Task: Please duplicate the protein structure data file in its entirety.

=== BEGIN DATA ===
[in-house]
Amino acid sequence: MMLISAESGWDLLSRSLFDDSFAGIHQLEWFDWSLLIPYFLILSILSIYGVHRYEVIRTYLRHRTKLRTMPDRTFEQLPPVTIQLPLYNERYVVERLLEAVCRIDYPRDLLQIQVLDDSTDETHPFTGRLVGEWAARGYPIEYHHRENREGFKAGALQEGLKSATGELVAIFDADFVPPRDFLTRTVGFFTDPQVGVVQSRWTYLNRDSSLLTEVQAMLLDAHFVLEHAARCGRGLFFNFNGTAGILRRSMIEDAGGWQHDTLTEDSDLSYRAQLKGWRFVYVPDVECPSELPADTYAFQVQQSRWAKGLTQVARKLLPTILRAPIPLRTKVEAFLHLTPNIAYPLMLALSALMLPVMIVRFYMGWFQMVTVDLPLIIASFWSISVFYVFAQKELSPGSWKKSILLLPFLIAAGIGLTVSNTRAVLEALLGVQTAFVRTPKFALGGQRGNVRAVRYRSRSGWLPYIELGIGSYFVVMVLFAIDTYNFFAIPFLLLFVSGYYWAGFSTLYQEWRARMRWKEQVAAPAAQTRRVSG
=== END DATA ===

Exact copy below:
[in-house]
Amino acid sequence: MMLISAESGWDLLSRSLFDDSFAGIHQLEWFDWSLLIPYFLILSILSIYGVHRYEVIRTYLRHRTKLRTMPDRTFEQLPPVTIQLPLYNERYVVERLLEAVCRIDYPRDLLQIQVLDDSTDETHPFTGRLVGEWAARGYPIEYHHRENREGFKAGALQEGLKSATGELVAIFDADFVPPRDFLTRTVGFFTDPQVGVVQSRWTYLNRDSSLLTEVQAMLLDAHFVLEHAARCGRGLFFNFNGTAGILRRSMIEDAGGWQHDTLTEDSDLSYRAQLKGWRFVYVPDVECPSELPADTYAFQVQQSRWAKGLTQVARKLLPTILRAPIPLRTKVEAFLHLTPNIAYPLMLALSALMLPVMIVRFYMGWFQMVTVDLPLIIASFWSISVFYVFAQKELSPGSWKKSILLLPFLIAAGIGLTVSNTRAVLEALLGVQTAFVRTPKFALGGQRGNVRAVRYRSRSGWLPYIELGIGSYFVVMVLFAIDTYNFFAIPFLLLFVSGYYWAGFSTLYQEWRARMRWKEQVAAPAAQTRRVSG